Saturday, 30 August 2014

Two Blue Flower (or Hover) Fly Species! 

Just less than a week ago I posted about Some Large Flower (or Hover) Flies, ending with the pièce de résistance, a large blue flower (hover) fly identified as Megasyrphus laxus. The photo above is not one of my best but it is from the same encounter with the fly on the McIntosh Run in Spryfield on August 19th illustrated in the previous post. Note the abdominal pattern, especially that the blue abdominal spots wrap around the sides and meet the midline, that the hindmost two spots meet in the center, and the light non-blue line separating the terminal black segments. Denis Doucet from New Brunswick wondered how late in the season these flies could be found and I thought I could provide him with an answer. I had photographed some blue flower (hover) flies in early October 2013, except...

...the ones that I photographed on October 11, 2013 at Roaches Pond in Spryfield are NOT Megasyrphus laxus! It turns out that ALL of the photos of blue flower (hover) flies I photographed last year, at three different locations between mid-August and October 2013, are of Didea alneti, a completely different species. Note again the pattern of blue spots on the abdomen. The spots on D. alneti do not reach the midline at the side of the abdomen, the hindmost spots do not meet in the center, the pale line separating the last abdominal segments is missing, AND the foremost and hindmost blue spots are a completely different shape. Nova Scotia has two different species of blue flower flies! Cool, huh?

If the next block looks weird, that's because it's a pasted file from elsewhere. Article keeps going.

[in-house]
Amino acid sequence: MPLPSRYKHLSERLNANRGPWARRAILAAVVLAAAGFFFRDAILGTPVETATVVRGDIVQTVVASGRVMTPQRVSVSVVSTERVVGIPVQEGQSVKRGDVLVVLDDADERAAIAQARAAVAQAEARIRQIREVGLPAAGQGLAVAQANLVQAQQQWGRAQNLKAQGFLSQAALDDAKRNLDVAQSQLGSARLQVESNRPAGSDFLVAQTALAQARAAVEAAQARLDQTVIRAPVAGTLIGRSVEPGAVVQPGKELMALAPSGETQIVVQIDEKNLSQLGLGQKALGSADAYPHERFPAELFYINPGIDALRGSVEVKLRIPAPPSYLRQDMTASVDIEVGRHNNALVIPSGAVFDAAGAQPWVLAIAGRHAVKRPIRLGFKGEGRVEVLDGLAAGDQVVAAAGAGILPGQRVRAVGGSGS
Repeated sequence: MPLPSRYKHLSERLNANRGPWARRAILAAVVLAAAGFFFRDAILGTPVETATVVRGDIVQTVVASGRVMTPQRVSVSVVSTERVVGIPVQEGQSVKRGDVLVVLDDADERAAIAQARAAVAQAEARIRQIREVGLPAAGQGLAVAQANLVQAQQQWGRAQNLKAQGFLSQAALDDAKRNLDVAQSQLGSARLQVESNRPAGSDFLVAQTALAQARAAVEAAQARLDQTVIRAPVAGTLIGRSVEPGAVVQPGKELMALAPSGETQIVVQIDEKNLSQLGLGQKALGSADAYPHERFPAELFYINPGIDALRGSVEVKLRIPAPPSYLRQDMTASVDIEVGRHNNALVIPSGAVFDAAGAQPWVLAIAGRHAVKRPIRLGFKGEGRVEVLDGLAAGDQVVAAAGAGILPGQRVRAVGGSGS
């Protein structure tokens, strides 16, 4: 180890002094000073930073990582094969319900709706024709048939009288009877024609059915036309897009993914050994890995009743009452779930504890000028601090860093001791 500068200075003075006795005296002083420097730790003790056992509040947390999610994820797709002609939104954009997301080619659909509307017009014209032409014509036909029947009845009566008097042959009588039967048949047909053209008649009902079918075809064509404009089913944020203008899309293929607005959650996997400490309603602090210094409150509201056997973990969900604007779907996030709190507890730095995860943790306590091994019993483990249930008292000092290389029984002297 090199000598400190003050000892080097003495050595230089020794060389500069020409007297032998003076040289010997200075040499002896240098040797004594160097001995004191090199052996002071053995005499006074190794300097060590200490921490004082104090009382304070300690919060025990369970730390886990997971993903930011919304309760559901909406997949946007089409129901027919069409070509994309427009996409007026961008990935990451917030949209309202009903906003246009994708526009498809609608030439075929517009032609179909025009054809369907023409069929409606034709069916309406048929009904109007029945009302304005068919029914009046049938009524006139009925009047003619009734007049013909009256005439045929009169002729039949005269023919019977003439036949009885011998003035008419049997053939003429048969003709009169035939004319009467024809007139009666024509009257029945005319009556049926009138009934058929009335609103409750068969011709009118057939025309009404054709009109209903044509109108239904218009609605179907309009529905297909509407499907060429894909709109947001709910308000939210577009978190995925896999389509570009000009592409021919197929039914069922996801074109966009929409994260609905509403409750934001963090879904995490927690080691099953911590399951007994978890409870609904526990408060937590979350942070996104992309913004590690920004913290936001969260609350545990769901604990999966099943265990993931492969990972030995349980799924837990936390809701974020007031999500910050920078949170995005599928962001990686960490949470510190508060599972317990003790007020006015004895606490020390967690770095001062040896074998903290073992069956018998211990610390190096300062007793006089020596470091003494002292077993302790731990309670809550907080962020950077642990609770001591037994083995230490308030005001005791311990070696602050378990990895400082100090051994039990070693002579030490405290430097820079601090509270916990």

Added Note: Andrew Young from the Canadian National Collection of Insects, Arachnids and Nematodes (CANACOLL) has confirmed that this second blue Syrphid is Didea alneti and not Megasyrphus laxus. Second Added Note: The photo above is of a male D. alneti. My earlier encounters with this species in 2013 were both of females (difference is that the hindmost spots DO appear to meet in females but not in males, see this reference with the illustrations.)

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